Drought hits fam­i­lies hard

Lesotho Times - - Feature - ‘Makatleho Mo­hapi

BEREA — ‘ Mantsoaki Rakotsi forces a spoon­ful of por­ridge into the mouth of her cry­ing 14-month-old daugh­ter Bless­ing, but the in­fant is clearly not in­ter­ested in the food as she promptly spits it out.

“Un­like her twin sis­ter, she does not like this maize-meal por­ridge. I don’t know what else to give her since I do not have breast milk be­cause of stress and poor diet,” says Ms Rakotsi.

“My child’s health is wors­en­ing but I have no money to buy the right food rec­om­mended by nurses at St Im­mac­u­late Clinic,” Ms Rakotsi ex­plains.

St Im­mac­u­late Clinic in Liphokoa­neng vil­lage, Berea district, has re­ferred the child to Berea Hos­pi­tal for free treat­ment, but Ms Rakotsi says she can­not make the trip due to lack of funds for her own up­keep while the child un­der­goes treat­ment.

The 35-year-old un­em­ployed sin­gle mother lives in Ha-ma­tumo vil­lage with her twin daugh­ters. She used to work in a fac­tory in Ma­put­soe but lost the job when she was seven months preg­nant due. She is not sure what the fu­ture holds and had hoped to fo­cus on farm­ing this sum­mer—only for the pre­vail­ing drought to ruin her hopes of grow­ing maize to eat and also for sale in or­der to buy other ba­sic ne­ces­si­ties.

The twin girls are usu­ally fed maize­meal por­ridge for break­fast, and for lunch and sup­per, they share, with their mother, the sta­ple food papa (thick maize-meal por­ridge) served with ei­ther veg­eta­bles or soup.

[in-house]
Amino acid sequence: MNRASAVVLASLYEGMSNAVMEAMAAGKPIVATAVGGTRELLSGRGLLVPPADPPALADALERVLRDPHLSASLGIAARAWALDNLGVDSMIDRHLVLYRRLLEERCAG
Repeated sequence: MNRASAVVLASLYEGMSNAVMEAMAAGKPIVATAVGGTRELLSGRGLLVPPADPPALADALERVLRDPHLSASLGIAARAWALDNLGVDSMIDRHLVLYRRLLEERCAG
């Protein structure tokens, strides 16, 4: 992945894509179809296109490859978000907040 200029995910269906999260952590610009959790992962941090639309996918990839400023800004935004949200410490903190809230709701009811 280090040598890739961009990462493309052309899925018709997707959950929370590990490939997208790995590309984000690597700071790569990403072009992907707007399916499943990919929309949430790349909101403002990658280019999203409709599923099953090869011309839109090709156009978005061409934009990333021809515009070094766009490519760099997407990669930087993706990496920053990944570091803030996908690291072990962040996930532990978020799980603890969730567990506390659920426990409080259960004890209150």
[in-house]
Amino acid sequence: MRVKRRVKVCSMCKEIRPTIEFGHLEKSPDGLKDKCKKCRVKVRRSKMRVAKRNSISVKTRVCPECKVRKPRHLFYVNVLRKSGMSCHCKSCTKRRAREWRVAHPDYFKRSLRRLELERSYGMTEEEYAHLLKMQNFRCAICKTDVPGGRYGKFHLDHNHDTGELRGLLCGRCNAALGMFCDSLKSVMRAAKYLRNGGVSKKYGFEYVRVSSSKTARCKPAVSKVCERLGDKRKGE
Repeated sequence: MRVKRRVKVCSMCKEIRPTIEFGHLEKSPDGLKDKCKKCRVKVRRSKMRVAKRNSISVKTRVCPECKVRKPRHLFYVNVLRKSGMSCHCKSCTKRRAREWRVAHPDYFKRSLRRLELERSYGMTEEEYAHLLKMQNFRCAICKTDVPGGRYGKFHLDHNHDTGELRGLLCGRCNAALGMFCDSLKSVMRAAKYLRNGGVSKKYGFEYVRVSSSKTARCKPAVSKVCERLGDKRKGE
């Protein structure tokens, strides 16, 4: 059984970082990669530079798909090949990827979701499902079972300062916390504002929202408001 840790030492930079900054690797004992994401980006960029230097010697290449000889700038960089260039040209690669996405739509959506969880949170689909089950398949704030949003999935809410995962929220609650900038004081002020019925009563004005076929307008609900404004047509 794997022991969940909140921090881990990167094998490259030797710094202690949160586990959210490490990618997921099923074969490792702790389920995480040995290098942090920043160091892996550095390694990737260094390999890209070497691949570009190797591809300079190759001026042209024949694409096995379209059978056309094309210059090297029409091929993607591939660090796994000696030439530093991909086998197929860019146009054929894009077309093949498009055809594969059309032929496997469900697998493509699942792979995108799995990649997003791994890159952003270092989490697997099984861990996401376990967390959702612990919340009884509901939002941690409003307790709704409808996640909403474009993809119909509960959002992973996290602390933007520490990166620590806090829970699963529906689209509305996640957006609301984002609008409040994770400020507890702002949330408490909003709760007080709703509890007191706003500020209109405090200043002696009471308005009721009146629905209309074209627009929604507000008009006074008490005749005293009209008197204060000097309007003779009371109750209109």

Bless­ing only weighs 5.7 kilo­grammes and can­not walk while her sis­ter also shows that she needs nutri­tion sup­port.

Retha­bile Kori, a nurse at St Im­mac­u­late Clinic, con­firms both chil­dren are in need of nutri­tion as­sis­tance, adding, Bless­ing shows signs of se­vere mal­nu­tri­tion, which in­clude poor ap­petite, thin­ning hair and a swelling face.

Ms Kori ex­plains in re­cent months, the clinic has iden­ti­fied sev­eral chil­dren from sur­round­ing vil­lages who also need food as­sis­tance.

“Many fam­i­lies here can­not af­ford buy­ing food and de­pend on the food they grow in their fields and gar­dens. At the mo­ment, there is not much cul­ti­va­tion be­cause of lack of rain­fall and many fam­i­lies are strug­gling. They risk suf­fer­ing from mal­nu­tri­tion-re­lated ail­ments,” Ms Kori said.

To make mat­ters worse, Kori says due to the scarcity of potable wa­ter, the clinic each day at­tends more than five cases of water­borne-re­lated dis­eases such as di­ar­rhoea.

A Vil­lage Health Worker in Ha Ma­tumo com­mu­nity, Malepekula Hlehlethe says al­though she is tasked to ed­u­cate res­i­dents about good child-feed­ing prac­tices, it is dif­fi­cult for her to get peo­ple’s at­ten­tion when they are strug­gling for food.

“We have many poor house­holds headed by sin­gle moth­ers. They are find­ing it hard to pro­vide their chil­dren with a de­cent meal on a daily ba­sis,” said Ms Hlehlethe.

Ms Hlehlethe is now fo­cus­ing on pro­vid­ing education on the im­por­tance of drink­ing boiled wa­ter to at least pre­vent water­borne dis­eases.

The cur­rent El Niño-in­duced drought has dried up most rivers in Berea district, forc­ing some res­i­dents to de­pend on un­pro­tected sources of wa­ter while oth­ers walk long dis­tances to ac­cess clean bore­hole wa­ter. Ac­cord­ing to the Le­sotho Me­te­o­ro­log­i­cal Ser­vices, the coun­try is ex­pe­ri­enc­ing its worst drought con­di­tions since 1972.

This ad­verse cli­mate has com­pletely paral­ysed crop­ping ac­tiv­i­ties through­out the coun­try with live­stock also bear­ing the brunt of the drought. Ac­cord­ing to the Disas­ter Man­age­ment Au­thor­ity (DMA), over 650 000 peo­ple will need food as­sis­tance in 2016 and th­ese will in­clude ur­ban­ites who are go­ing to strug­gle to cope with in­creas­ing food prices.